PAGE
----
The Adaptation of French Lettrism to Cinematic and Media Art in Chinese Context


This paper explores several cinematic and media art works from the late 70s to early 21 century which tried to apply the methods and ideas of French Lettrism into works created in a Chinese context. The French Lettrism is an avant-garde movement established by Romanian/French poet Isidore Isou in the 1940s. Influenced by preceding art movements such as Dada and surrealism, Lettrists aims to reduce language to its smallest particles and liberate it from linguistic signification. For Isou, “words” limited our expression and thought to the bourgeoisie ideology. Thus, to break the words for art creation is also a revolution itself. Isou’s legacy mainly succeeds by the more well-known Situationist International (SI) movement in the 60s which inherited Lettrism’s political thought but largely abandoned its letter-based methods. However, by studying several cinematic and media art works which created in Chinese related contexts, this paper will examine how the idea of Lettrism survived and evolved in a very different language and culture. For example, Lettrism’s original methods only considered the alphabetical languages (i.e. French). Its adaptation to character-based Chinese shows that it could draft away from the originally idea of restoring non-semantic meaning in letters, and creates unique aesthetic results and political meanings differ from their counterparts originated in French.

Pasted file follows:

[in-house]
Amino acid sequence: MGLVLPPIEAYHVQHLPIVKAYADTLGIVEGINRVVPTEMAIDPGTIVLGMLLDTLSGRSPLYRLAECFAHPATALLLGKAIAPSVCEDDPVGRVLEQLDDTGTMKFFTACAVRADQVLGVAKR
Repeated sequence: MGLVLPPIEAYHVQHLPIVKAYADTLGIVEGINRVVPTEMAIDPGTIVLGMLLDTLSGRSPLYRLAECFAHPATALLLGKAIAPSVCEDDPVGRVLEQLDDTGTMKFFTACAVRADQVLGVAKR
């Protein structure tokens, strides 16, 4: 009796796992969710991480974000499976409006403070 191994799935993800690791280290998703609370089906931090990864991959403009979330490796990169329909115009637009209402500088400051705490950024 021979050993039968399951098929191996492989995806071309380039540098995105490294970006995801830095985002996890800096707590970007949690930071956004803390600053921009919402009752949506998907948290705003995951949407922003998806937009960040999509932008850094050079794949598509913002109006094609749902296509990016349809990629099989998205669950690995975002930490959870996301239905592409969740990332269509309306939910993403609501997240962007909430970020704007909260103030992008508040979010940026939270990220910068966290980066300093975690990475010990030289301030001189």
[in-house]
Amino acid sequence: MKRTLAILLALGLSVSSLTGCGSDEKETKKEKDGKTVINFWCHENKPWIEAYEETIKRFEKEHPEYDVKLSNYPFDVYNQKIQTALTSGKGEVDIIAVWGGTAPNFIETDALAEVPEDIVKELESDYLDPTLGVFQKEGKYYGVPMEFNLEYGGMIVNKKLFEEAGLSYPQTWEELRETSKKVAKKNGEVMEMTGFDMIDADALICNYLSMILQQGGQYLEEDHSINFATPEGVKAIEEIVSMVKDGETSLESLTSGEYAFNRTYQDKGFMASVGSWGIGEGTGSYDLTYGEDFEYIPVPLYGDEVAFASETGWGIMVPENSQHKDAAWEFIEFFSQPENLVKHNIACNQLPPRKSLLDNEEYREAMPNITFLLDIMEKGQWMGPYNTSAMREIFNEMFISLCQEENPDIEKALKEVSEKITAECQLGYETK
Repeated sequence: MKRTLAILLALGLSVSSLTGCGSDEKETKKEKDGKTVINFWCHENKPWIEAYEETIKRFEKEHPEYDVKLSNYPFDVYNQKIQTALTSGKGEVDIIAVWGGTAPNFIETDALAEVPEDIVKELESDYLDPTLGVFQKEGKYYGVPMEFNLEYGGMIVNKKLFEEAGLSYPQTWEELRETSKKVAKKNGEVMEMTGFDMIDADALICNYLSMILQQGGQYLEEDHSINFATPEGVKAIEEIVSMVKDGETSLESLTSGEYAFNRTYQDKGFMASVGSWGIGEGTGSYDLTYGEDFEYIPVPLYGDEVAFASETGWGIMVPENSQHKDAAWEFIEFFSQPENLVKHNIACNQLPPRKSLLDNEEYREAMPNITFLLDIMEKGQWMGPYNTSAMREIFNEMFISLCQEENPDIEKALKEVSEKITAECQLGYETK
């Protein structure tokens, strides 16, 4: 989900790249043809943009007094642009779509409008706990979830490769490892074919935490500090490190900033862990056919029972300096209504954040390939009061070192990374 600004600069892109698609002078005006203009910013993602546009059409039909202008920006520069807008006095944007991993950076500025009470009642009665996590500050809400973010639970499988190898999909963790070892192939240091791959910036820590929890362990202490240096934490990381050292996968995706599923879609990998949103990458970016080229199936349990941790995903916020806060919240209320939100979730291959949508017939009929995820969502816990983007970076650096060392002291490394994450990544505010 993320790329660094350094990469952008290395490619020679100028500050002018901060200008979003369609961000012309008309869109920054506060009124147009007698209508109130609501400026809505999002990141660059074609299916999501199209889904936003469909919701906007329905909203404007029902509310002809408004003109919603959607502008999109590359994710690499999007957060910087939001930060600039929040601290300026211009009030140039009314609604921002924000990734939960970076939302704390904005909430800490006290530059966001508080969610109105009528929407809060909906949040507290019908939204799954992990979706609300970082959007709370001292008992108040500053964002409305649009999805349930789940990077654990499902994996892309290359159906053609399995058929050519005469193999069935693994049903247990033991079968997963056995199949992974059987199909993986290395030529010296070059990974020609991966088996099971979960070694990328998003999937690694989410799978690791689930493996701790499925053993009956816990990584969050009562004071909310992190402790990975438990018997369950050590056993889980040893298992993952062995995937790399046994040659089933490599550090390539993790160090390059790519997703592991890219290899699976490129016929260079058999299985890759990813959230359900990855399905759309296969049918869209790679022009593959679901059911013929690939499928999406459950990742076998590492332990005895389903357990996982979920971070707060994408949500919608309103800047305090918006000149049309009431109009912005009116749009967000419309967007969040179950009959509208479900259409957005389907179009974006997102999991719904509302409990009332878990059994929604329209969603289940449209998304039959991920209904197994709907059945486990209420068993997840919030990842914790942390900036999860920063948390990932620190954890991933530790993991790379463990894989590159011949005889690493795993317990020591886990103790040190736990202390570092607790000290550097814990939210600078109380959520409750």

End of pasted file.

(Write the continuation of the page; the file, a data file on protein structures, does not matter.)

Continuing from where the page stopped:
Author Information
Yue-Jin Ho, The Open University of Hong Kong, Hong Kong

Paper Information
Conference: ACAH2018
Stream: Humanities - Media, Film Studies, Theatre, Communication

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Posted by James Alexander Gordon